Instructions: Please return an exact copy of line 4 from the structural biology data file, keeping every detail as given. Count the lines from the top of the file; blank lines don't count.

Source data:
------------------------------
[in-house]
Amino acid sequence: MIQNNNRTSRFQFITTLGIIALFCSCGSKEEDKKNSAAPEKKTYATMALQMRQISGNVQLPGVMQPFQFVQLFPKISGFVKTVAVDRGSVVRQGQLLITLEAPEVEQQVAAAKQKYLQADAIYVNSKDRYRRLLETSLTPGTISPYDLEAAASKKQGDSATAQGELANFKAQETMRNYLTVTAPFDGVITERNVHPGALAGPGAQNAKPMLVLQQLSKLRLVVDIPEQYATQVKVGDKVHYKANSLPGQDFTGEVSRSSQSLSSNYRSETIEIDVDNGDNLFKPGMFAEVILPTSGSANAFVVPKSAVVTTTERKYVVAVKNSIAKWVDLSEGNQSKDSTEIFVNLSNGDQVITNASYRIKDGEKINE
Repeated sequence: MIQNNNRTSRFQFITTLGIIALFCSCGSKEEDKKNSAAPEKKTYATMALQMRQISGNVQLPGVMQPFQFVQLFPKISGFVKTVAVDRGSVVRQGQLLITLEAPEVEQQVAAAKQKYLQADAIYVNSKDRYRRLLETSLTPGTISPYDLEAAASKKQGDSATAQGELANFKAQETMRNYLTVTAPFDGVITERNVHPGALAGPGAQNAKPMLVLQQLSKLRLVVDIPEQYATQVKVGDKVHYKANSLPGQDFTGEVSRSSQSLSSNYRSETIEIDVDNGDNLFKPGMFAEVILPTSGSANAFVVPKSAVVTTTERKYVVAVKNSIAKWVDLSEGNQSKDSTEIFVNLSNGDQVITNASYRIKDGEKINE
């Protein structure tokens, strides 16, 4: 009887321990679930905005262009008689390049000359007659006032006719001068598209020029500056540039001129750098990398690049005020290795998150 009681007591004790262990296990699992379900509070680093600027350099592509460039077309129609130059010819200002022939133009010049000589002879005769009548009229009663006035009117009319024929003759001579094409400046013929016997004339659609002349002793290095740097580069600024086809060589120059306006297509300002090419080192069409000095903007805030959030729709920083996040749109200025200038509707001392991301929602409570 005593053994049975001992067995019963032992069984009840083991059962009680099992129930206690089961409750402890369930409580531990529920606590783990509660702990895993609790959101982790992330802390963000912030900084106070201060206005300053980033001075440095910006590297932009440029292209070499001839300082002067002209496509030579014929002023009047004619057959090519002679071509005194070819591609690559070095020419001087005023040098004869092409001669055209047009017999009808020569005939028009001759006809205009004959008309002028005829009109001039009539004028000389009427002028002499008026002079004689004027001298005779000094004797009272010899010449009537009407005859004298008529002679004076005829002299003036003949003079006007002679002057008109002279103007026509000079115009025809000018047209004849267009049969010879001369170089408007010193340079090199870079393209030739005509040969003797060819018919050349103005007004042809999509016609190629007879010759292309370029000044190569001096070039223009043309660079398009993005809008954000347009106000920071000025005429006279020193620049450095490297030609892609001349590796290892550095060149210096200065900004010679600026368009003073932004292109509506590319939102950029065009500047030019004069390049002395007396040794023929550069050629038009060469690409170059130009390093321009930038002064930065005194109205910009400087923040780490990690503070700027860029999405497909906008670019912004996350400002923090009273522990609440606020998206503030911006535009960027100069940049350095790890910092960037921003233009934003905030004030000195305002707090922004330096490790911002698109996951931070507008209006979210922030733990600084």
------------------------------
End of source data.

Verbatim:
């Protein structure tokens, strides 16, 4: 009887321990679930905005262009008689390049000359007659006032006719001068598209020029500056540039001129750098990398690049005020290795998150 009681007591004790262990296990699992379900509070680093600027350099592509460039077309129609130059010819200002022939133009010049000589002879005769009548009229009663006035009117009319024929003759001579094409400046013929016997004339659609002349002793290095740097580069600024086809060589120059306006297509300002090419080192069409000095903007805030959030729709920083996040749109200025200038509707001392991301929602409570 005593053994049975001992067995019963032992069984009840083991059962009680099992129930206690089961409750402890369930409580531990529920606590783990509660702990895993609790959101982790992330802390963000912030900084106070201060206005300053980033001075440095910006590297932009440029292209070499001839300082002067002209496509030579014929002023009047004619057959090519002679071509005194070819591609690559070095020419001087005023040098004869092409001669055209047009017999009808020569005939028009001759006809205009004959008309002028005829009109001039009539004028000389009427002028002499008026002079004689004027001298005779000094004797009272010899010449009537009407005859004298008529002679004076005829002299003036003949003079006007002679002057008109002279103007026509000079115009025809000018047209004849267009049969010879001369170089408007010193340079090199870079393209030739005509040969003797060819018919050349103005007004042809999509016609190629007879010759292309370029000044190569001096070039223009043309660079398009993005809008954000347009106000920071000025005429006279020193620049450095490297030609892609001349590796290892550095060149210096200065900004010679600026368009003073932004292109509506590319939102950029065009500047030019004069390049002395007396040794023929550069050629038009060469690409170059130009390093321009930038002064930065005194109205910009400087923040780490990690503070700027860029999405497909906008670019912004996350400002923090009273522990609440606020998206503030911006535009960027100069940049350095790890910092960037921003233009934003905030004030000195305002707090922004330096490790911002698109996951931070507008209006979210922030733990600084």